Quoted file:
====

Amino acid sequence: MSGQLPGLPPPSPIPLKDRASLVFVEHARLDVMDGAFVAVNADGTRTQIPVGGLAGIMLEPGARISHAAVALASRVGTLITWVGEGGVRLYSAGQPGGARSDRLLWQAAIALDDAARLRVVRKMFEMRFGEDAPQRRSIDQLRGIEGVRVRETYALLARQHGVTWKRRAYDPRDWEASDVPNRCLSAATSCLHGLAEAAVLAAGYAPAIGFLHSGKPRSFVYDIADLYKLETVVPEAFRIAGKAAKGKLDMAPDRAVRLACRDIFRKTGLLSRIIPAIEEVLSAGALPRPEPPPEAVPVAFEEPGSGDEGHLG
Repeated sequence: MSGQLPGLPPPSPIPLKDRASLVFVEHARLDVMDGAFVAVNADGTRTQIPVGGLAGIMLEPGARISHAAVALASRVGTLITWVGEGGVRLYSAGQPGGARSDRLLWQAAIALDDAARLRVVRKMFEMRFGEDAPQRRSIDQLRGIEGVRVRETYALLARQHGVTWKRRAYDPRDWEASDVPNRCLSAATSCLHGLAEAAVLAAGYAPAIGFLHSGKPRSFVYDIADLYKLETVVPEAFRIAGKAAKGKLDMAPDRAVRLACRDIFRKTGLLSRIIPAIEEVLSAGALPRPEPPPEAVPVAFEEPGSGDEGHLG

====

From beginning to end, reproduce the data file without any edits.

Amino acid sequence: MSGQLPGLPPPSPIPLKDRASLVFVEHARLDVMDGAFVAVNADGTRTQIPVGGLAGIMLEPGARISHAAVALASRVGTLITWVGEGGVRLYSAGQPGGARSDRLLWQAAIALDDAARLRVVRKMFEMRFGEDAPQRRSIDQLRGIEGVRVRETYALLARQHGVTWKRRAYDPRDWEASDVPNRCLSAATSCLHGLAEAAVLAAGYAPAIGFLHSGKPRSFVYDIADLYKLETVVPEAFRIAGKAAKGKLDMAPDRAVRLACRDIFRKTGLLSRIIPAIEEVLSAGALPRPEPPPEAVPVAFEEPGSGDEGHLG
Repeated sequence: MSGQLPGLPPPSPIPLKDRASLVFVEHARLDVMDGAFVAVNADGTRTQIPVGGLAGIMLEPGARISHAAVALASRVGTLITWVGEGGVRLYSAGQPGGARSDRLLWQAAIALDDAARLRVVRKMFEMRFGEDAPQRRSIDQLRGIEGVRVRETYALLARQHGVTWKRRAYDPRDWEASDVPNRCLSAATSCLHGLAEAAVLAAGYAPAIGFLHSGKPRSFVYDIADLYKLETVVPEAFRIAGKAAKGKLDMAPDRAVRLACRDIFRKTGLLSRIIPAIEEVLSAGALPRPEPPPEAVPVAFEEPGSGDEGHLG